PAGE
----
Return to Transcripts main page


Trump Tries to Spin Comments About "Shithole Countries"; Senator Confirms Trump's Remark About "Shithole Countries"; Republican Leaders Silent Over Trump's "Shithole" Slur. Aired 7-8p ET

Aired January 12, 2018 - 19:00   ET


ERIN BURNETT, CNN HOST: "OutFront next. The Trump denial that doesn't add up. The President trying to spin his racist comments, but is anyone buying it?

Plus, deafening silence. Where is the Republican leadership on Trump's vile comments? And breaking news this hour, "The Wall Street Journal" reporting a Trump lawyer paid $130,000 to a porn star to stop her from discussing an alleged sexual encounter with Trump, something that White House and the woman are denying tonight. Let's go "OutFront."

Good evening. I'm Erin Burnett.

"OutFront" tonight, the height of hypocrisy. President Trump honoring Martin Luther King Jr. today, less than 24 hours after his racist remarks on the Oval Office when he said a host of countries where black and Hispanic people live are "s-hole" countries. The President refusing to answer reporters questions about the comments, which has frankly rocked his presidency. Here he is.


UNIDENTIFIED MALE: Mr. President, did you refer to African nations, did you use the word "shithole" to refer to African nations?

UNIDENTIFIED FEMALE: Mr. President, are you a racist?


BURNETT: It's incredible to think that that happened in real life.

Now, the President is trying to pretend that there's nothing to see here and I'm going to get to that in a second because today, people in the room confirmed what Trump said. Republican Senator Lindsey Graham, who was in the room, told his fellow Republican Senator Tim Scott that the President's remarks as reports are "Basically accurate." Graham also confirming in a statement that he confronted the President about them saying, "I said my peace directly to him, the President, yesterday. The President and all those attending the meeting know what I said and how I feel."

And here is Democratic Senator Dick Durbin who was also at the meeting, (BEGIN VIDEO CLIP)

SEN. DICK DURBIN, (D) ILLINOIS: We've seen the comments in the press. I've not read one of them that's inaccurate. To know surprise, the President started tweeting this morning, denying that he used those words. It is not true. He said these hate-filled things and he said them repeatedly.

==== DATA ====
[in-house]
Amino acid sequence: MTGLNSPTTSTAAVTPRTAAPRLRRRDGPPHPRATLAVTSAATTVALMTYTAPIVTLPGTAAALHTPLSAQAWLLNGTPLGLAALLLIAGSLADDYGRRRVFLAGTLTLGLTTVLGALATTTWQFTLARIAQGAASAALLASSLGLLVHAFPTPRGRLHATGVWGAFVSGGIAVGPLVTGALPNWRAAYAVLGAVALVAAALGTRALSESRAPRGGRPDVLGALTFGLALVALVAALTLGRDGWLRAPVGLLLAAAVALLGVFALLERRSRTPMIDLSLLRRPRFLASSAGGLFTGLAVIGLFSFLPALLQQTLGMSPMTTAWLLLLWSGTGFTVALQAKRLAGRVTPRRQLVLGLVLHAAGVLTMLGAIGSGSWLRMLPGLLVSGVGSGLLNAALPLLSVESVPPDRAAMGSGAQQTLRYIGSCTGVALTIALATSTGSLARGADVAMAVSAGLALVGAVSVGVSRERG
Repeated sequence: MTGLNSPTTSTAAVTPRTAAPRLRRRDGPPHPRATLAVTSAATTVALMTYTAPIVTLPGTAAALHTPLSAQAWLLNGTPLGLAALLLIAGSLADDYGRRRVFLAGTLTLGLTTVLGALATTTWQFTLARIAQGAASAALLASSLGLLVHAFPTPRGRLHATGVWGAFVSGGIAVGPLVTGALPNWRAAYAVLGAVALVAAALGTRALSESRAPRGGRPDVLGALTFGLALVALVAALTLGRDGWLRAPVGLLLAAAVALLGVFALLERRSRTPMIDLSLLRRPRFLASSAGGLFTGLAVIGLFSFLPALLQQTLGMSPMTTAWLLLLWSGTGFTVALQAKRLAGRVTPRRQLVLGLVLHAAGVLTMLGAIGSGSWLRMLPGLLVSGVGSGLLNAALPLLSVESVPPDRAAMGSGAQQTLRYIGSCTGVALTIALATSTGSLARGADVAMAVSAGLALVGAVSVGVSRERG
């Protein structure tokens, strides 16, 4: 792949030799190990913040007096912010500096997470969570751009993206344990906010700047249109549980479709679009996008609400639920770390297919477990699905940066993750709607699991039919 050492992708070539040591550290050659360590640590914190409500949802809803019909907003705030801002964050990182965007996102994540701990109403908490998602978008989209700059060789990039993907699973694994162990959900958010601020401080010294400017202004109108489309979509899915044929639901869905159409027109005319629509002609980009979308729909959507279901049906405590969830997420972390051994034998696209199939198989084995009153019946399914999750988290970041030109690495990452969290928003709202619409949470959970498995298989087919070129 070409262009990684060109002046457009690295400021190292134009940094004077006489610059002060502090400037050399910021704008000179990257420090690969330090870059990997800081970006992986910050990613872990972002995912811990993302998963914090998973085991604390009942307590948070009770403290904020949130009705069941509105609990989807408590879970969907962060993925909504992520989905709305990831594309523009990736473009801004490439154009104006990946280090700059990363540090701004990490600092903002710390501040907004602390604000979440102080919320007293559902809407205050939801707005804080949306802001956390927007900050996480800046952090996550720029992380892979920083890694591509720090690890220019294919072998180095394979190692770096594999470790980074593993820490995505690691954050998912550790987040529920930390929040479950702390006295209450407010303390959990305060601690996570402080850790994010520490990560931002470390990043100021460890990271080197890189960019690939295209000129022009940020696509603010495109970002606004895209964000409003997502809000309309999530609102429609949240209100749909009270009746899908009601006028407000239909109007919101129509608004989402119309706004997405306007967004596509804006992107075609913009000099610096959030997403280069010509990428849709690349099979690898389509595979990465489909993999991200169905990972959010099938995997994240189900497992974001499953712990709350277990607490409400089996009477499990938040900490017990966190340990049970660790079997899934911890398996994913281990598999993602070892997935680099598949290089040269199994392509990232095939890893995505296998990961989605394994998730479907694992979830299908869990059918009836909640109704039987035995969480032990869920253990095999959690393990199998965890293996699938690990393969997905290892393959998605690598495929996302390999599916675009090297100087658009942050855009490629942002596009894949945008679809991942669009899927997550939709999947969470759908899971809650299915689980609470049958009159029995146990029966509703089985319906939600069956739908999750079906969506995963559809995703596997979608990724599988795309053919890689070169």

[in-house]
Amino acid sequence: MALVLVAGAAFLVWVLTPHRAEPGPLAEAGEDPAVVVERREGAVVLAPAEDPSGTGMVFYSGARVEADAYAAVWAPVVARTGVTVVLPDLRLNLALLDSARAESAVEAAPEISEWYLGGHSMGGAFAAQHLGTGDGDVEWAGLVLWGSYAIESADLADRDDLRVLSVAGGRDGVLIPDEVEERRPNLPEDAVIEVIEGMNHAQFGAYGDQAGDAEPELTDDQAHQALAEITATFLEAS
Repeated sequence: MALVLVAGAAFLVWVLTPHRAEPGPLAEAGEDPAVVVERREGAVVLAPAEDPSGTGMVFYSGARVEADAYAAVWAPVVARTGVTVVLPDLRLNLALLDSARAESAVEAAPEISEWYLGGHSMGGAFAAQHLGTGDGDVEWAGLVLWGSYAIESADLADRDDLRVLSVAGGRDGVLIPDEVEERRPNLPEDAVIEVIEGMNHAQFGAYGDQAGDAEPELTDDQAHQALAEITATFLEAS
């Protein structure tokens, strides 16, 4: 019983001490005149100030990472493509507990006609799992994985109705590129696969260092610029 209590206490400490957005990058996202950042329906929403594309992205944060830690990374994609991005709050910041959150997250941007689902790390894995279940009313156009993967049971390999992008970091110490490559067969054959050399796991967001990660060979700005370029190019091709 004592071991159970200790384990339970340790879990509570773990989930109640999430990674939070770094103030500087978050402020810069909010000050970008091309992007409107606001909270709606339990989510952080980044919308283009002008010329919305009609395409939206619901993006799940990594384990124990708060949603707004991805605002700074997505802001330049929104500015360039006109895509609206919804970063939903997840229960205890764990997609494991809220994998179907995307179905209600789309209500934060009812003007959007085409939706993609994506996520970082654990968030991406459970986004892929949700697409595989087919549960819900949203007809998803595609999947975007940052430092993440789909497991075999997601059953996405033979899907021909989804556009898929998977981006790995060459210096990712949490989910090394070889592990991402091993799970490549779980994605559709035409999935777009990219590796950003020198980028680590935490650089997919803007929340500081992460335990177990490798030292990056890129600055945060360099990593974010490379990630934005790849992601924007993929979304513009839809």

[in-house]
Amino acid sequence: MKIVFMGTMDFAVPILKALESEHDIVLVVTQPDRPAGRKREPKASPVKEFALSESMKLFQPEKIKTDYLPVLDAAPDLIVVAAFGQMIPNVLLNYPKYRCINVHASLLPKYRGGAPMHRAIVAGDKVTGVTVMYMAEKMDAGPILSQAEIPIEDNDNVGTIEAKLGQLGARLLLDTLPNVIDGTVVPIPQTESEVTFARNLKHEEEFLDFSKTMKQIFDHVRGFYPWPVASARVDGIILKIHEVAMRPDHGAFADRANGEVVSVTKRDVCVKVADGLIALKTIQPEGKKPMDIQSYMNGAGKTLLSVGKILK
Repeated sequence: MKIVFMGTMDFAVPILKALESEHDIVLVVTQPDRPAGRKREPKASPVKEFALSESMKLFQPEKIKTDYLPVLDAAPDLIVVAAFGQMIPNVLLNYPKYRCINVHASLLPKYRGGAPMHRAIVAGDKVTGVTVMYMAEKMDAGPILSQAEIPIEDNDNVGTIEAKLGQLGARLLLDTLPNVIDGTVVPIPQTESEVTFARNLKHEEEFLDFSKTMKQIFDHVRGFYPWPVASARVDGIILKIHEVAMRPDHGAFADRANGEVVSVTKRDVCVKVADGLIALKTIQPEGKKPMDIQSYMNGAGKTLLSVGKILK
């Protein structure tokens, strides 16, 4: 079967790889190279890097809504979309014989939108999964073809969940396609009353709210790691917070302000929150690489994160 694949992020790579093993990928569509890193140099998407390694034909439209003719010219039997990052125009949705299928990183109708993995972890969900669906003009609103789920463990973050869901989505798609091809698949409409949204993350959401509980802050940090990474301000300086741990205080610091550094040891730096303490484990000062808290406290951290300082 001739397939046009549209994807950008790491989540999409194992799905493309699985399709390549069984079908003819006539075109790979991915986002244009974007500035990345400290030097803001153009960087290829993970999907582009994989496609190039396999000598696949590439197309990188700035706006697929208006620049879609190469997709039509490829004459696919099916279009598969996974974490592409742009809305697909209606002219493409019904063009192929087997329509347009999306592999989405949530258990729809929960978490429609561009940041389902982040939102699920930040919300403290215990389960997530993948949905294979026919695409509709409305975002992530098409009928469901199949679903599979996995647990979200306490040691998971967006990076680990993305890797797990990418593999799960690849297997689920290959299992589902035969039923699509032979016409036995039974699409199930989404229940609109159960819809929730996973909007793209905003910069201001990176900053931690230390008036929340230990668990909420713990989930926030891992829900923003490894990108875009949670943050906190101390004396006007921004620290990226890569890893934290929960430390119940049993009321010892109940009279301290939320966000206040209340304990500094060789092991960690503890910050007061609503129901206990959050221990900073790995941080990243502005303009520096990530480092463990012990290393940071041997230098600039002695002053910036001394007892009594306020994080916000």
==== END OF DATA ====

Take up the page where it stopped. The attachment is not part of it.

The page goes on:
BURNETT: Yes. Senator Durbin says the President did get on Twitter 15 hours after the news first broke and frankly after spending the night trying to tweet about other completely unrelated things. We can expect on 15 hours later to try to muddy the water. Tweeting in part, "The language used by me at the DACA meeting was tough, but this was not the language used."

And then there was another tweet where he tried to say that he didn't really say all that about Haiti specifically. The operative line in this tweet, "Made up by Dems. I have a wonderful relationship with Haitians. Probably should record future meetings. Unfortunately, no trust."

Again, as we just pointed point, a Democrat and Republican in the room have both confirmed his statements and Republican Senator Jeff Flake shot down the President's assertion in the tweet that his language was tough, but no more by tweeting, "The words used by the President as related to me directly following the meeting by those in attendance were not tough. They were abhorrent and repulsive." Notice Flake says those in attendance, plural.

Now, sources telling Jake Tapper that Trump referred to people coming from Africa as coming from "s-hole" countries, but did not refer to Haiti specifically as a an "s-hole" country, That sources says Trump ask why the U.S. needs more Haitians and pushed to take them out of the immigration deal.

OK. When this is the best offense you can mount you have a problem. No matter how the story is spun, nothing changes the fact that Trump's comments were racist. His own spokesperson didn't deny anything that was reported, including the fact that s-hole countries included Haiti and El Salvador. But frankly, we don't need to rely on Dick Durbin or Lindsey Graham or anybody else. Because we know the President uses hateful disparaging and racist language that's why this is such a huge story. He does it so often and so consistently that it is now impossible to deny that there isn't a problem.